The proposed employment non-discrimination ordinance (ENDO) protecting GLBT city workers failed on its second reading at the Memphis City Council meeting on November 23.
The ENDO fell one vote short of the seven needed due to the withdrawal of support from Chairman Harold Collins, who had originally supported the measure.
The ENDO appeared as the only item in the Council’s Consent Agenda for second reading. It cannot return to the council’s agenda for six months after yesterday's dismissal.
In a press release, Tennessee Equality Project chair Jonathan Cole noted that just hours before the ENDO vote, the Tennessee Center for Policy Research ranked Memphis last among the state's 50 largest communities in a list of business-friendly cities.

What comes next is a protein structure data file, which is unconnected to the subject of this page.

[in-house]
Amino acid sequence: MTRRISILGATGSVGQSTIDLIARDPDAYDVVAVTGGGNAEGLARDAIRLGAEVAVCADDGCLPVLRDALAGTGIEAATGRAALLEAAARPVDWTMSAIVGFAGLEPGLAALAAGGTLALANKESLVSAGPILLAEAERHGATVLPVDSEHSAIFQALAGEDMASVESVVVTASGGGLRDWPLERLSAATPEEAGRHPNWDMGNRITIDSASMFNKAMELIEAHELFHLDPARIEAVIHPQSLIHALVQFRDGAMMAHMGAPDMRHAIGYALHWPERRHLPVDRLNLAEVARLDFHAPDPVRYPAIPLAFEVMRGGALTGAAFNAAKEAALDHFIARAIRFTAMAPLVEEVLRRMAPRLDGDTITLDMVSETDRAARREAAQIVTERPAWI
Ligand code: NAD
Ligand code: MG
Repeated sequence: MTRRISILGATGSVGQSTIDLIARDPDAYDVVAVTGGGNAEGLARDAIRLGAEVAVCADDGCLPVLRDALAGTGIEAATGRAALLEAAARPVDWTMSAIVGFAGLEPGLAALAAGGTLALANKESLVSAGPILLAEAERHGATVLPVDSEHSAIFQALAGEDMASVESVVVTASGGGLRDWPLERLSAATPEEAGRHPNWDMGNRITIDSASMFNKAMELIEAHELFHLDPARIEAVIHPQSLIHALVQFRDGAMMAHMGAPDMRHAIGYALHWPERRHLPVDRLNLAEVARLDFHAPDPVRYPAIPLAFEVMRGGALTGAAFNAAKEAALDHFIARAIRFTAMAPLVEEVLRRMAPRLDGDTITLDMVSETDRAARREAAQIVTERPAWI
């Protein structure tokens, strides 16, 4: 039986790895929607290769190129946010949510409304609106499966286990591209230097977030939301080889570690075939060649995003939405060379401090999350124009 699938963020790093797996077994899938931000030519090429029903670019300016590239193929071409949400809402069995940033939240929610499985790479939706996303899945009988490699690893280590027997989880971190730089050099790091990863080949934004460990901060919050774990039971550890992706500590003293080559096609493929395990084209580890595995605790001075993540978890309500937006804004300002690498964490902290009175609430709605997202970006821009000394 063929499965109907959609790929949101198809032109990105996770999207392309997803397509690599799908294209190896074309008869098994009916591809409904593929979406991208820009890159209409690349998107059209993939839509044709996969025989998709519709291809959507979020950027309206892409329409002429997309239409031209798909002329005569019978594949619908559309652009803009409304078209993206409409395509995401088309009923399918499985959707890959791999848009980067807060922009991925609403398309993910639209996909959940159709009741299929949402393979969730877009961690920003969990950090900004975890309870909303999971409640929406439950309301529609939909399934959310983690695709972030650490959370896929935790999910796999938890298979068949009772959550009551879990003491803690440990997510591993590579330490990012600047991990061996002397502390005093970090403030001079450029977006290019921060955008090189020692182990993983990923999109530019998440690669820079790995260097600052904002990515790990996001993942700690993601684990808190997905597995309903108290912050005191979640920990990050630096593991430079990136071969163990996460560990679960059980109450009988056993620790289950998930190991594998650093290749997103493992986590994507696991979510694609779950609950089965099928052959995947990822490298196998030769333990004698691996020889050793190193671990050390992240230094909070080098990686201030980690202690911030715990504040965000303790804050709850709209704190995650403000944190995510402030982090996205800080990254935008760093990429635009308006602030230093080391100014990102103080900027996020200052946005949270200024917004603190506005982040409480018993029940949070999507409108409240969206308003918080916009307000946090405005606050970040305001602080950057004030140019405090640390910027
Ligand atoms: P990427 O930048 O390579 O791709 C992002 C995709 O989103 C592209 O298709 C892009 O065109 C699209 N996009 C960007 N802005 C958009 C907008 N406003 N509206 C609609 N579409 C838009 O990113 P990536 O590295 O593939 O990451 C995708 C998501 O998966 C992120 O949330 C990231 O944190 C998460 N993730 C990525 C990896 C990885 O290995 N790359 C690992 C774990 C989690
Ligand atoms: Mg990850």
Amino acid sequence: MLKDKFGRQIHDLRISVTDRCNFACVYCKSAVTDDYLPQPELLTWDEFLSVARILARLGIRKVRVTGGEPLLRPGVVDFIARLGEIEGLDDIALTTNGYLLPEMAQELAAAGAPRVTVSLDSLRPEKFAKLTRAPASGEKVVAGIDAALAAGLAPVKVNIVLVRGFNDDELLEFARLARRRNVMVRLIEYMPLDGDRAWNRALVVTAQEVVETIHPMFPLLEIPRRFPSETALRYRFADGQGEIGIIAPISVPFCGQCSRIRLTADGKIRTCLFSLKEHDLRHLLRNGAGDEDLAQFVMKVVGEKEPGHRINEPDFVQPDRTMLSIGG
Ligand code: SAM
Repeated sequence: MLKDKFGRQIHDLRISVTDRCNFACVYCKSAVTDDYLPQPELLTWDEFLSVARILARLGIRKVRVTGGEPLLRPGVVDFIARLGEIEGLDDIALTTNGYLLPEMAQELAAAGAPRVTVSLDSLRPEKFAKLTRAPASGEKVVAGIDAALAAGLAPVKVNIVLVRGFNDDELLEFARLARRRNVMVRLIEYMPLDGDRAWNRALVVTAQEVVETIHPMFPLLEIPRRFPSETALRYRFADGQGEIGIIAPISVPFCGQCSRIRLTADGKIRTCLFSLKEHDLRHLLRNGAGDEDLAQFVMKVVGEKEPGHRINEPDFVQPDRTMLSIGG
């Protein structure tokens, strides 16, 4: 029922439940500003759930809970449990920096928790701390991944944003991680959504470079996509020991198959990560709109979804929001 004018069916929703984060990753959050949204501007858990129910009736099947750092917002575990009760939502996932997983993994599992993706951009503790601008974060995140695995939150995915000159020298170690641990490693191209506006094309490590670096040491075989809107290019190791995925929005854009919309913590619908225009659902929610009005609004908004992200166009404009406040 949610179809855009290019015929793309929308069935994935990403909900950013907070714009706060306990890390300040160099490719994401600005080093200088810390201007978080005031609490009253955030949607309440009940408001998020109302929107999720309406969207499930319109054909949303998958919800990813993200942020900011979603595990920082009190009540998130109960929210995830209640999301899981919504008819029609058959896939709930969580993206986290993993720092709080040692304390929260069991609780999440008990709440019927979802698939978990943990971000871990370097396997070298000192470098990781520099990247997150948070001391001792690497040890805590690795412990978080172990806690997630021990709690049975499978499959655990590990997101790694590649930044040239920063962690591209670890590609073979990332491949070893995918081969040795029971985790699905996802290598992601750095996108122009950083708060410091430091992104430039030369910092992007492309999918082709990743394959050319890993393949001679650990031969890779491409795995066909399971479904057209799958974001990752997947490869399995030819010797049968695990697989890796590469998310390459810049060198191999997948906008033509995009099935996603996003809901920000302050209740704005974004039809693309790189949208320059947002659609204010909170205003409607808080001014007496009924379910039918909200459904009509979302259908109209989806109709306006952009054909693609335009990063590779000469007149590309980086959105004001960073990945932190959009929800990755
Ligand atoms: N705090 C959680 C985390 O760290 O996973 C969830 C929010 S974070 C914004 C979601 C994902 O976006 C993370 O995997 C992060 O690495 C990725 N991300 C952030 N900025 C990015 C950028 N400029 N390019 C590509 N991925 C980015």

"Our City Government has made it official: inequality in the workplace is acceptable and legal," he said. "This message will resonate outside City Hall. The decision will affect employee recruitment and retention in City Hall and private businesses in Memphis."
Despite yesterday’s vote, the city's Department of Human Resources will complete a study of discrimination in employment to include mistreatment based on sexual orientation, gender identity and gender expression.
This was the second attempt by supporters to create inclusive workplace protections for City of Memphis employees. In August, TEP had withdrawn their original request of the ordinance due to poor response from the City Council.